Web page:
Question Two : “We always try to respect the privacy and dignity of all our patients. Do you feel respected when you come in to the surgery – either when seeing a healthcare professional or speaking to a receptionist by telephone or in person and if not what could we do to improve this?” NB – The Care Quality Commission (CQC) strive to ensure that patients are treated with respect and dignity which is why we felt this question to be important.
Question Three: “We have had a lot of refurbishment in the surgery over the last year. Do you feel that the premises are fit for purpose and is there anything else that needs to be done for further improvement?”
In total 44 members of the PRG replied to these questions and from their answers (which were summarised and sent back to the group) the questions for the 2013 -2014 patient survey were created. Of the 44 who answered many patients added additional comments about the practice as well which we also incorporated in to our patient questionnaire if there were recurring themes.
Themes from complaints were also taken in to consideration, the common complaint being that telephones are unanswered for a long time and patients are left in a long queue in the system.
The PRG were then asked whether they felt 5% of the practice population would represent a valid sample group of patients to give the questionnaire to. The majority of those in the group who responded said that they felt 5% or 600 patients would be a valid sample size (which was larger than the sample agreed to last year.)
When drawing up our practice questionnaire we referenced various websites including the National Association for Patient Participation for guidance to ensure that our questionnaire sampled the views of the reasonable patient and we decided to keep the analysis of the results in-house.
In order to ensure that a random sample of patients were targeted (thus reaching as diverse a sample as possible) it was decided that 600 patients booked in during a two week period in February would be handed a questionnaire as they waited for their appointment to see either a GP or Nurse. This way the practice managed to issue questionnaires to a wide range of ages, sexes and ethnic groupings.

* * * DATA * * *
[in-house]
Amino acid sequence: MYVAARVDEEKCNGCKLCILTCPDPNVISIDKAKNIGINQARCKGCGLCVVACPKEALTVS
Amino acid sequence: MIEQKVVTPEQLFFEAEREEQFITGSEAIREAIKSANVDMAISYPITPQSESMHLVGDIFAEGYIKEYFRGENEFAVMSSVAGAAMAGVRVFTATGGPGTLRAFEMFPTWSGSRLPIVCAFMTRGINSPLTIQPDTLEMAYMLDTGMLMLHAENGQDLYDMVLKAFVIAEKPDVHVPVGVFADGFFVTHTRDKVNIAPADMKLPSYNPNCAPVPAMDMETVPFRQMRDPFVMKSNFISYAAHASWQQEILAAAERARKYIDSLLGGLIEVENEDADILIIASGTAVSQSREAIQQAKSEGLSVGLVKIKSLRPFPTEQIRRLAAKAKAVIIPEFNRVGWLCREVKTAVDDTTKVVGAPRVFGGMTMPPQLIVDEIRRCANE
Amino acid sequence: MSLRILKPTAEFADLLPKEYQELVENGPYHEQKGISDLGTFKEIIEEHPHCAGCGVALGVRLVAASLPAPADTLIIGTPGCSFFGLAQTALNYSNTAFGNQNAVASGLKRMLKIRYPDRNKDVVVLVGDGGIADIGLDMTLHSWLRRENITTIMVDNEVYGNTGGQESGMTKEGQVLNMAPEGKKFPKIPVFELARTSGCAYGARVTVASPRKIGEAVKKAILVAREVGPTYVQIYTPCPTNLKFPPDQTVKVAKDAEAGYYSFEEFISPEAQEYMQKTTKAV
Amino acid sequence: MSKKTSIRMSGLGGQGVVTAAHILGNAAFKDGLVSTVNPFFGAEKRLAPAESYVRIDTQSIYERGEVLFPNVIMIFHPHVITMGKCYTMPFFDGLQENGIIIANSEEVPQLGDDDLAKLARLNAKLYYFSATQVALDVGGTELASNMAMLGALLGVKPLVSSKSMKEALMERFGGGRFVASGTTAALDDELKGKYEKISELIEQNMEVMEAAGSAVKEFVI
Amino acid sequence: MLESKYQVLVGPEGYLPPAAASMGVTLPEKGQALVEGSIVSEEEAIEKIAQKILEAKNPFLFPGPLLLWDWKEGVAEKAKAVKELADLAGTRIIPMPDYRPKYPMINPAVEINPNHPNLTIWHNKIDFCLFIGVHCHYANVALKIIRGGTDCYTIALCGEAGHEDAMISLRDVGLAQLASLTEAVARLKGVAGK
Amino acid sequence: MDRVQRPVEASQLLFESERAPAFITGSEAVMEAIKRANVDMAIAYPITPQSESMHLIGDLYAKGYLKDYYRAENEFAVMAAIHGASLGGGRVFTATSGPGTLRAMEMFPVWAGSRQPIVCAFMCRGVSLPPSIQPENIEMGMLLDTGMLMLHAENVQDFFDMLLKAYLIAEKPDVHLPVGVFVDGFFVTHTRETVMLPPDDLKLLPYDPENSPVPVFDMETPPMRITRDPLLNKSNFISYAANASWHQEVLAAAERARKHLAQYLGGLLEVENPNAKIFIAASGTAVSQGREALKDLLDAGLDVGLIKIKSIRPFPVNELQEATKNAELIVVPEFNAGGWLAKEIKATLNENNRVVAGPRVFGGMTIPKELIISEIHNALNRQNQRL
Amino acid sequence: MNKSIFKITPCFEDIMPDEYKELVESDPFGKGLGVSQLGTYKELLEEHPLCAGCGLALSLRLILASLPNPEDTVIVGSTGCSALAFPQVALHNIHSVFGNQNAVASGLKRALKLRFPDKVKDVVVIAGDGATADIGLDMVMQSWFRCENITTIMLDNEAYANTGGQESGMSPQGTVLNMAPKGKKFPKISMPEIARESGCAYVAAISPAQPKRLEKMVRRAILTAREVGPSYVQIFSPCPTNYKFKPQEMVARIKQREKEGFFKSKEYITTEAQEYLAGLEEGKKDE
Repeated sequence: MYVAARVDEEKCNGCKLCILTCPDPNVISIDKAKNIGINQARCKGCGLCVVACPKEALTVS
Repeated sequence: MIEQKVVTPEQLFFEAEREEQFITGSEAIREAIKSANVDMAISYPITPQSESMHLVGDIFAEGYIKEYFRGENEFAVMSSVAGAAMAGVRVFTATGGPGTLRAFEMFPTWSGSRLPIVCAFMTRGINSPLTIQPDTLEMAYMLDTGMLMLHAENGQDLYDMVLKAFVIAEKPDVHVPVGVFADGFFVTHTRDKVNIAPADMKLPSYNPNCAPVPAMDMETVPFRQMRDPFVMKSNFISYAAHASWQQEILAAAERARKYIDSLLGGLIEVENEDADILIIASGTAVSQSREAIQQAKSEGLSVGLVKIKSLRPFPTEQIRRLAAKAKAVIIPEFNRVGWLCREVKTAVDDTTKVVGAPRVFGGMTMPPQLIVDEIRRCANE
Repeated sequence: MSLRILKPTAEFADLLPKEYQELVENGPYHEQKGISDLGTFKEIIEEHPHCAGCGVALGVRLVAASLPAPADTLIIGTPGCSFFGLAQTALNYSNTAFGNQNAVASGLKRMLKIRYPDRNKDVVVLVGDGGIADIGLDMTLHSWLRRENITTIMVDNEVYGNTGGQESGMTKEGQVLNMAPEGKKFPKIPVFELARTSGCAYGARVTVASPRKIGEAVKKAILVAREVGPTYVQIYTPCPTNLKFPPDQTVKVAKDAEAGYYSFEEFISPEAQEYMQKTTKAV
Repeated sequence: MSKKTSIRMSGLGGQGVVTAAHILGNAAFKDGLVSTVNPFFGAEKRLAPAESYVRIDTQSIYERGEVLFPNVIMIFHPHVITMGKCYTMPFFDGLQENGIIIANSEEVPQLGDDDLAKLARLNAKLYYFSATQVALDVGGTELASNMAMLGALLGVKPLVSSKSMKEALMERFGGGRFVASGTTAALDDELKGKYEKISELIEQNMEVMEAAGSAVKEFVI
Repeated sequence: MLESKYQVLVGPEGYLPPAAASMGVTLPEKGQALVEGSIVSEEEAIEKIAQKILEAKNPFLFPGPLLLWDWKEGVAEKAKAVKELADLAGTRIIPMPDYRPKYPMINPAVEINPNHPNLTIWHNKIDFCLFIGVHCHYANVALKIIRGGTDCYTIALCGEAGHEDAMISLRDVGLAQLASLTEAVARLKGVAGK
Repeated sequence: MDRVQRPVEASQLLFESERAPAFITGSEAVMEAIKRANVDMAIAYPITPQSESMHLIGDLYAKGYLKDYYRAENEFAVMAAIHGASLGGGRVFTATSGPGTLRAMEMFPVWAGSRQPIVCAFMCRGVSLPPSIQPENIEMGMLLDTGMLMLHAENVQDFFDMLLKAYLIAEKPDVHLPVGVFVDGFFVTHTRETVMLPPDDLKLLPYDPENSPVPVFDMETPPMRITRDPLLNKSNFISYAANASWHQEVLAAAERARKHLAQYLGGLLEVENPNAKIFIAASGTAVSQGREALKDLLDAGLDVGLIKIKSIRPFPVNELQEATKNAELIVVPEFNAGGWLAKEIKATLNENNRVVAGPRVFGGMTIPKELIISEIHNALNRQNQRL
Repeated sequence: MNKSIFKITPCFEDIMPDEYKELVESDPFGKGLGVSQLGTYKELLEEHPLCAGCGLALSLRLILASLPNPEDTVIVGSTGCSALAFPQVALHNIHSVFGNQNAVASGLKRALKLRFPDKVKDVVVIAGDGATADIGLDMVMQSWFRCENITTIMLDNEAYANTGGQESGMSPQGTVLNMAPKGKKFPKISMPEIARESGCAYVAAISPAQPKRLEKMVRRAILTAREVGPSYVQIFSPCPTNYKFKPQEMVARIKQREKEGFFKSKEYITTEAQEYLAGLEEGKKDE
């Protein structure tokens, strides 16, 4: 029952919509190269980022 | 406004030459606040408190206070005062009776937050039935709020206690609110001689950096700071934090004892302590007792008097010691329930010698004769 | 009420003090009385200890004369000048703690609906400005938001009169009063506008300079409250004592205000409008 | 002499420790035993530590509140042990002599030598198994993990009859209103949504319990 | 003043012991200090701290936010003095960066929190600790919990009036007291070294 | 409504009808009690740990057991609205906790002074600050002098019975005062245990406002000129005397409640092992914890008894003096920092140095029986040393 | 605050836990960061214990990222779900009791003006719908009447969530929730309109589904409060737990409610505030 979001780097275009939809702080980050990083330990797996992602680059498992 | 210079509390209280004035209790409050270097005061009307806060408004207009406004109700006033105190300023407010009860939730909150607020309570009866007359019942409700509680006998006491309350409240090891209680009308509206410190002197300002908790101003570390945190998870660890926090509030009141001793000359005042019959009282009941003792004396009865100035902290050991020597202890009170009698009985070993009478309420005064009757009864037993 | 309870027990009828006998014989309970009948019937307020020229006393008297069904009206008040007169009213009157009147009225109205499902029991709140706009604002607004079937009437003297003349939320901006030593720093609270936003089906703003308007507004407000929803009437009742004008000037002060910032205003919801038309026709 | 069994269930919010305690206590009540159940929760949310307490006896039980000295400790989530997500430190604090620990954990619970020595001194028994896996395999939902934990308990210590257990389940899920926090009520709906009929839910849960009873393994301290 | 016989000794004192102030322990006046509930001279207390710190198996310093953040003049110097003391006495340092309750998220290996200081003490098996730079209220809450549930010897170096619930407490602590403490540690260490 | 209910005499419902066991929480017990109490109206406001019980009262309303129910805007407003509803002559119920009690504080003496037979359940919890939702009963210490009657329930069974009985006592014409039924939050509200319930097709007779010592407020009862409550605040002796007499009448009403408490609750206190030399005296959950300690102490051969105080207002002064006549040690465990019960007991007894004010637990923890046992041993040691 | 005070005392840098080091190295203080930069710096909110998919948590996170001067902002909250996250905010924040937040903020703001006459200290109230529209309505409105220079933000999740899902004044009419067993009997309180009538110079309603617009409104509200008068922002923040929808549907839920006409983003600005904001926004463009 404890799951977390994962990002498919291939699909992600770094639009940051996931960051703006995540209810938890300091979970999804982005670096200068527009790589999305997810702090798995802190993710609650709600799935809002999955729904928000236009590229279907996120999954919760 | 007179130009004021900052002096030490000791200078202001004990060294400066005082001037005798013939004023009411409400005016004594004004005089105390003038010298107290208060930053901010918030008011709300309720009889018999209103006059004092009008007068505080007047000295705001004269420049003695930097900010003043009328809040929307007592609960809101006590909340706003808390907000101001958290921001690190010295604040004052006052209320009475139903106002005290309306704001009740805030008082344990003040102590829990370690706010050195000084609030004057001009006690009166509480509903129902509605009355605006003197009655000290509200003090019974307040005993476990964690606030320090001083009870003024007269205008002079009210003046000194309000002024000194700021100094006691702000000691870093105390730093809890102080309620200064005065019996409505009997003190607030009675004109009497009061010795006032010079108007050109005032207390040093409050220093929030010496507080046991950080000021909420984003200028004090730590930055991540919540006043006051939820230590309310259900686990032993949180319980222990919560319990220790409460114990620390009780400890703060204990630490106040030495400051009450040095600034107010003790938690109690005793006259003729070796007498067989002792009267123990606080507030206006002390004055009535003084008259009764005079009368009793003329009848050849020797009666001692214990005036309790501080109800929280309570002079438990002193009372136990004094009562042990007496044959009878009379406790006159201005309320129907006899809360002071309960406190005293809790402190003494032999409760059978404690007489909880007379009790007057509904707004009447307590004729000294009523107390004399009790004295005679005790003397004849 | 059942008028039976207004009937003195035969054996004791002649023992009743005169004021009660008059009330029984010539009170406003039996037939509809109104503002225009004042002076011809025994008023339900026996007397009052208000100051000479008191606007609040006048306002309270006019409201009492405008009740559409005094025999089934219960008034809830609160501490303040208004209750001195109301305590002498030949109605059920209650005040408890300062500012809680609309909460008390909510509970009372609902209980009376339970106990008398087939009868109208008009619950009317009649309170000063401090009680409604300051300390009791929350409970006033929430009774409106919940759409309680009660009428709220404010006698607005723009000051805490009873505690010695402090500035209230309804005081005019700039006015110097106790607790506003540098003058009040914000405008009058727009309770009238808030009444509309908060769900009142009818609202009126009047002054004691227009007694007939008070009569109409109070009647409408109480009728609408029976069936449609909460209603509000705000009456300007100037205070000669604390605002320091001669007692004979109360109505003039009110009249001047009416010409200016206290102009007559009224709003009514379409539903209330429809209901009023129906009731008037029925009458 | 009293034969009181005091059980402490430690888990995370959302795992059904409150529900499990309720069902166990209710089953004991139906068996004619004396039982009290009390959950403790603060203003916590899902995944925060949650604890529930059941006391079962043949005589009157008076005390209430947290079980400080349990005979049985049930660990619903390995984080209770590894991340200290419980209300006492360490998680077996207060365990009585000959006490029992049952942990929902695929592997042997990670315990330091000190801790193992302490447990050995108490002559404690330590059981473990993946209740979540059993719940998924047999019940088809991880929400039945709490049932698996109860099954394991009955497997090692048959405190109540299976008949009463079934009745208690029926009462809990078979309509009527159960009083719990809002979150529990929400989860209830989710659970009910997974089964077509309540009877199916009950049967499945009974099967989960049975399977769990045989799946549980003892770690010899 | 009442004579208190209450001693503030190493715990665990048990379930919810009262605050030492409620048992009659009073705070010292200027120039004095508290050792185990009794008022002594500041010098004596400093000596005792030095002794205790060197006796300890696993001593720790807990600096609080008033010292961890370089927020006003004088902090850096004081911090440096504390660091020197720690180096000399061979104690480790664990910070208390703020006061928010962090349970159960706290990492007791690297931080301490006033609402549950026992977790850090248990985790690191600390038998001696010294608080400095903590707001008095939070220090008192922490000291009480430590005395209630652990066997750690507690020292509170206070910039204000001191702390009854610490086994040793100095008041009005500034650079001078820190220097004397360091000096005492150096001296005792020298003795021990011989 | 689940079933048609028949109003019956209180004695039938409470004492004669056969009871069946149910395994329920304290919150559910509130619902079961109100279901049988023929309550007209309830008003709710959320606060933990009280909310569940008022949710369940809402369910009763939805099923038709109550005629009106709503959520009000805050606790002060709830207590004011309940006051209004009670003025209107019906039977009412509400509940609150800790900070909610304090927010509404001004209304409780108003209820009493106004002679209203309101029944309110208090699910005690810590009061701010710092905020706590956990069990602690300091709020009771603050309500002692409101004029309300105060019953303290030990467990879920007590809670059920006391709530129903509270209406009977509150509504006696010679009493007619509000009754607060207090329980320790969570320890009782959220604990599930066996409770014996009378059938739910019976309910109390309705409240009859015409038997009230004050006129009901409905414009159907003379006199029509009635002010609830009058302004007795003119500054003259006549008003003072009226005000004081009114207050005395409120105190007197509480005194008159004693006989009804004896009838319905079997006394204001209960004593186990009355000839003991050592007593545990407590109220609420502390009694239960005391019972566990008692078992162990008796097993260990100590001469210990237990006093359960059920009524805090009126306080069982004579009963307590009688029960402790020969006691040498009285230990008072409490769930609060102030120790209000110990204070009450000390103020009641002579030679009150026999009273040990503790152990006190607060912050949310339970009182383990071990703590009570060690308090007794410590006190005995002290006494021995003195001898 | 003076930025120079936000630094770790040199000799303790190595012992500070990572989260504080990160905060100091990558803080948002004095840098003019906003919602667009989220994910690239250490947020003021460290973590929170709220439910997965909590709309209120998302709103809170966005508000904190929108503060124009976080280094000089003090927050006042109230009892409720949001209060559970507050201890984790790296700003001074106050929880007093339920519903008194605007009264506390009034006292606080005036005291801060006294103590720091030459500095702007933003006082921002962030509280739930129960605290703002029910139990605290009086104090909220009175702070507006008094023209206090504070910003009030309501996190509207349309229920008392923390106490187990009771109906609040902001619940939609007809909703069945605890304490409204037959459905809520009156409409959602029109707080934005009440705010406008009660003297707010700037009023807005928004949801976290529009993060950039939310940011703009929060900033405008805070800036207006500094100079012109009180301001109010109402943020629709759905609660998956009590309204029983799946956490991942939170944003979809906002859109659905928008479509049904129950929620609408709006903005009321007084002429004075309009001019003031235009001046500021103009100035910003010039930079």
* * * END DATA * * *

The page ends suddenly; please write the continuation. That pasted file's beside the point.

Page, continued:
Of the 600 questionnaires given out 588 were returned and the results were collated by a member of the reception staff. This is an increase on the 212 that were returned last year.
The results were then further anonymised by the Practice Manager (as some staff were named personally) and comments that had been duplicated were amalgamated.
The questionnaire was then sent out to the members of the PRG by email in March 2014 with a summary of the main themes and a proposed action plan based on those themes and the group were asked to comment and agree to the various parts of the draft.
The draft action plan stated that as the questionnaires showed that patients wanted the telephones moved off of the front desk to speed up call answering and to heighten confidentiality this would be something that the practice would propose to take in to consideration.
Those members of the PRG who responded to the draft action plan overwhelmingly agreed that this action point should be implemented as soon as possible.